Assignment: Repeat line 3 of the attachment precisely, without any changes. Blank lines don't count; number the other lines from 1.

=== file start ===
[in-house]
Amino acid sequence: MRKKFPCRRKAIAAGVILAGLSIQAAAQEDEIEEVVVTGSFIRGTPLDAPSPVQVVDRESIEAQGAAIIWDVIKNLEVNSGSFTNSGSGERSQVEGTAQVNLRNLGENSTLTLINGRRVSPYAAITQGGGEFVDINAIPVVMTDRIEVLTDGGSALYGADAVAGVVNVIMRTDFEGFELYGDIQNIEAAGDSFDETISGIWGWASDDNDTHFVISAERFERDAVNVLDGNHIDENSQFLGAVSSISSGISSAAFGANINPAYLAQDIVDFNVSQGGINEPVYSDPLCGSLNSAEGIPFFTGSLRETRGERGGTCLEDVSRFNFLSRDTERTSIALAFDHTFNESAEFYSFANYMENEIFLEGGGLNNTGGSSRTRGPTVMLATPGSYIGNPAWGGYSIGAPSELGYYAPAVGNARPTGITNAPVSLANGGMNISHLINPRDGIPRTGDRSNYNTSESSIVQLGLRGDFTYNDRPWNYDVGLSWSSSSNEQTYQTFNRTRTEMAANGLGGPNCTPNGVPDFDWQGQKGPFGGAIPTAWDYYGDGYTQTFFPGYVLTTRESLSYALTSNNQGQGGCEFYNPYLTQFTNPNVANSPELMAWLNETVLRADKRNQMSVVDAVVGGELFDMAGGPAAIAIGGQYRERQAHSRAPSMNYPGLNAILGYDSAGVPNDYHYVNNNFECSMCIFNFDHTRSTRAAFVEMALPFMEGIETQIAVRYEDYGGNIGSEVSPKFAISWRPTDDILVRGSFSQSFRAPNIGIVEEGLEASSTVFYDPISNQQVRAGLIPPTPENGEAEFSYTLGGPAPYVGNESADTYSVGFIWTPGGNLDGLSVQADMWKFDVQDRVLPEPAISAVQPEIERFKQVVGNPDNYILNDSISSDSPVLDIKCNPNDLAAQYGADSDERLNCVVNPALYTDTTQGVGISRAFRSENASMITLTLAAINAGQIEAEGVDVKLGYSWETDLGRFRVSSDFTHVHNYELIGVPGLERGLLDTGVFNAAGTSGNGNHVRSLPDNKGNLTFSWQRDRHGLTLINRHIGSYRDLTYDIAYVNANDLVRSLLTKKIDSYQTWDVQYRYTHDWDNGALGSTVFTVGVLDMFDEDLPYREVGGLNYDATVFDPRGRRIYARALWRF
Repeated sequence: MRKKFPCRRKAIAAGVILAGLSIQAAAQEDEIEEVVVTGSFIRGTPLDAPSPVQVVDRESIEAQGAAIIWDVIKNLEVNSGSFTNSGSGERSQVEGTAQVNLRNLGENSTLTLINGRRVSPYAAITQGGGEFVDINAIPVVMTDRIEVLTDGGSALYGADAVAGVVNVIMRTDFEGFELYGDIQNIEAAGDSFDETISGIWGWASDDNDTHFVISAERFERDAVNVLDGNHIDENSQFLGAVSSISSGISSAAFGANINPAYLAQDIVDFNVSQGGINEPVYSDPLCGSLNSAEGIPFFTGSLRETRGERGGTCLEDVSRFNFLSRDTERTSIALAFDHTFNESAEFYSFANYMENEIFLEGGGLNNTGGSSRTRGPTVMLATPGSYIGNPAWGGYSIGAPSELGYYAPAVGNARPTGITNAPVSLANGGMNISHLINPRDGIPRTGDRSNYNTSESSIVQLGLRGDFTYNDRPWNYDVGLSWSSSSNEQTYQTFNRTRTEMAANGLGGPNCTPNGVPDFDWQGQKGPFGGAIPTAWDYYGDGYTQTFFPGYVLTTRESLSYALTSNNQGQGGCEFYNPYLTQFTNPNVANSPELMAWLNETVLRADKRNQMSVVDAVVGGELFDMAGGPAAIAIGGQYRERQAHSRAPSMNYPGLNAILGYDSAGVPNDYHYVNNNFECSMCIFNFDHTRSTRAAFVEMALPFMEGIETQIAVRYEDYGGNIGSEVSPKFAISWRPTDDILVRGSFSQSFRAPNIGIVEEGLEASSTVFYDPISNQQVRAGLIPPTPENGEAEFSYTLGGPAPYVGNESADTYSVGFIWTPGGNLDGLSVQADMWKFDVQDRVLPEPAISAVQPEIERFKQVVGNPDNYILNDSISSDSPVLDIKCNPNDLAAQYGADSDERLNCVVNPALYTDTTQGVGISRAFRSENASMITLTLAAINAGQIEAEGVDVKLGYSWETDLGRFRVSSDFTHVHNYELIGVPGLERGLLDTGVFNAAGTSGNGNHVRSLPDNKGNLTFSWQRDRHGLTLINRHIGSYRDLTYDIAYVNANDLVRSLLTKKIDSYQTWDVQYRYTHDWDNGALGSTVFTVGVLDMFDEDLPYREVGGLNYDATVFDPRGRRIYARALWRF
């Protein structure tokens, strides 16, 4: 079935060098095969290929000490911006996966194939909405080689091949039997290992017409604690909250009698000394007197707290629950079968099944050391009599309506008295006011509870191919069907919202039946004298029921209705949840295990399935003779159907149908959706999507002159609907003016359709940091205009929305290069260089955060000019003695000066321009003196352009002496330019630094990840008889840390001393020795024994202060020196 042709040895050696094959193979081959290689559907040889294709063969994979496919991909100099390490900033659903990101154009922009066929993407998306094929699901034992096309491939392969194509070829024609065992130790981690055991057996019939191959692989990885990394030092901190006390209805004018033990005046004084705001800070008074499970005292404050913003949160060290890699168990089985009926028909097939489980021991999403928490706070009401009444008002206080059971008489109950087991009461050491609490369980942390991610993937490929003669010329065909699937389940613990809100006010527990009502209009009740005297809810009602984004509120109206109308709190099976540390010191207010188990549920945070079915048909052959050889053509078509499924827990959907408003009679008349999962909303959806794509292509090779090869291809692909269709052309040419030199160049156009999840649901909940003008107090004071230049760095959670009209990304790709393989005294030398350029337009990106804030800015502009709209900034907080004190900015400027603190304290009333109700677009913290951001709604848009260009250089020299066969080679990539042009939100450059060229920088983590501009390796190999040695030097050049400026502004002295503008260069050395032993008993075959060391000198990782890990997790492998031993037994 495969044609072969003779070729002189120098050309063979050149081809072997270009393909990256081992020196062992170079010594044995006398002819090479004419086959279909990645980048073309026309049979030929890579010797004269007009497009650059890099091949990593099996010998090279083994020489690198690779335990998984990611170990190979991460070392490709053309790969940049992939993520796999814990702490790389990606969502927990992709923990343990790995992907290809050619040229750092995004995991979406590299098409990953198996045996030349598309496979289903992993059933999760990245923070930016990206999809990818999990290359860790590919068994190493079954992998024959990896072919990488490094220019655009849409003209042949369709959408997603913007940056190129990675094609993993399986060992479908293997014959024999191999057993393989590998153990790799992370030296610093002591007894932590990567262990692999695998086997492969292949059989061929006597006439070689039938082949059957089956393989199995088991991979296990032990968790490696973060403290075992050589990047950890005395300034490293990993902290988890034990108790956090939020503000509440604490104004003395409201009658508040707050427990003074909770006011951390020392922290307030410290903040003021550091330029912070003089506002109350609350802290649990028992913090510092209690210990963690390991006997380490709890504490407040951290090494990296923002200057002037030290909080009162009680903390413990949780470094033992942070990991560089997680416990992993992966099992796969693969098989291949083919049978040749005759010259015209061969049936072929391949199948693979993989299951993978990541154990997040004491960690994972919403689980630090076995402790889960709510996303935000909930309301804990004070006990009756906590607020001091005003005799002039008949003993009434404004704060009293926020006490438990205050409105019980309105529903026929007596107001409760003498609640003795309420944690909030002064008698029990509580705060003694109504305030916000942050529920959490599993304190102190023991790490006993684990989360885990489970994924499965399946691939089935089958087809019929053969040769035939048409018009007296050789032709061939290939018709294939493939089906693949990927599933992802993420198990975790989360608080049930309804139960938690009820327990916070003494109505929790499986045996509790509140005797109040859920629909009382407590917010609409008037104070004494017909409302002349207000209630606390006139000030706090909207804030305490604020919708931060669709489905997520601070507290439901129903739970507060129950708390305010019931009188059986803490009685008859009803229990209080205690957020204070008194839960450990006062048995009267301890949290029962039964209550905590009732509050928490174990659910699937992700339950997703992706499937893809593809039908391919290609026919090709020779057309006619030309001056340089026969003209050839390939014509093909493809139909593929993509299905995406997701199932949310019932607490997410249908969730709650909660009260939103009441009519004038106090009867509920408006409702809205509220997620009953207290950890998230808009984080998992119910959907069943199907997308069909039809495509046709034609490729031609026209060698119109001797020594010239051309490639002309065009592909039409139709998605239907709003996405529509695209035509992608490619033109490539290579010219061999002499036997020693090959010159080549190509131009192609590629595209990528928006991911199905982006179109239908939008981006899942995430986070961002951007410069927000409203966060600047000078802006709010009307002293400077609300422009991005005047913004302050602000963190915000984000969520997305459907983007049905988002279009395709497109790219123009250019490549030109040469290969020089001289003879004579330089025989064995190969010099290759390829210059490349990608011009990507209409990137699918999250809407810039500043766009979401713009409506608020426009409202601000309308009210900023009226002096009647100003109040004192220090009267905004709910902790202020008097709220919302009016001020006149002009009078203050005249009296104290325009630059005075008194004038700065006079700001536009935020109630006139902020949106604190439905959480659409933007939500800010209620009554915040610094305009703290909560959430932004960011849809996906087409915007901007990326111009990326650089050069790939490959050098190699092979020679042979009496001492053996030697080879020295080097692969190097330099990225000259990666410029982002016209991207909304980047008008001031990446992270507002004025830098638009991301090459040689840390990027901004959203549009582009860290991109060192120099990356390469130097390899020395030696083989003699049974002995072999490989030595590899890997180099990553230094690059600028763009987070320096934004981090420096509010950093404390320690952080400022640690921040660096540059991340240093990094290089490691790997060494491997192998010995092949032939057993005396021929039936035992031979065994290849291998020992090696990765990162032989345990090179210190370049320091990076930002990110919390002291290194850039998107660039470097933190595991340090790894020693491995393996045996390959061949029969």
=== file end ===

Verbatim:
Repeated sequence: MRKKFPCRRKAIAAGVILAGLSIQAAAQEDEIEEVVVTGSFIRGTPLDAPSPVQVVDRESIEAQGAAIIWDVIKNLEVNSGSFTNSGSGERSQVEGTAQVNLRNLGENSTLTLINGRRVSPYAAITQGGGEFVDINAIPVVMTDRIEVLTDGGSALYGADAVAGVVNVIMRTDFEGFELYGDIQNIEAAGDSFDETISGIWGWASDDNDTHFVISAERFERDAVNVLDGNHIDENSQFLGAVSSISSGISSAAFGANINPAYLAQDIVDFNVSQGGINEPVYSDPLCGSLNSAEGIPFFTGSLRETRGERGGTCLEDVSRFNFLSRDTERTSIALAFDHTFNESAEFYSFANYMENEIFLEGGGLNNTGGSSRTRGPTVMLATPGSYIGNPAWGGYSIGAPSELGYYAPAVGNARPTGITNAPVSLANGGMNISHLINPRDGIPRTGDRSNYNTSESSIVQLGLRGDFTYNDRPWNYDVGLSWSSSSNEQTYQTFNRTRTEMAANGLGGPNCTPNGVPDFDWQGQKGPFGGAIPTAWDYYGDGYTQTFFPGYVLTTRESLSYALTSNNQGQGGCEFYNPYLTQFTNPNVANSPELMAWLNETVLRADKRNQMSVVDAVVGGELFDMAGGPAAIAIGGQYRERQAHSRAPSMNYPGLNAILGYDSAGVPNDYHYVNNNFECSMCIFNFDHTRSTRAAFVEMALPFMEGIETQIAVRYEDYGGNIGSEVSPKFAISWRPTDDILVRGSFSQSFRAPNIGIVEEGLEASSTVFYDPISNQQVRAGLIPPTPENGEAEFSYTLGGPAPYVGNESADTYSVGFIWTPGGNLDGLSVQADMWKFDVQDRVLPEPAISAVQPEIERFKQVVGNPDNYILNDSISSDSPVLDIKCNPNDLAAQYGADSDERLNCVVNPALYTDTTQGVGISRAFRSENASMITLTLAAINAGQIEAEGVDVKLGYSWETDLGRFRVSSDFTHVHNYELIGVPGLERGLLDTGVFNAAGTSGNGNHVRSLPDNKGNLTFSWQRDRHGLTLINRHIGSYRDLTYDIAYVNANDLVRSLLTKKIDSYQTWDVQYRYTHDWDNGALGSTVFTVGVLDMFDEDLPYREVGGLNYDATVFDPRGRRIYARALWRF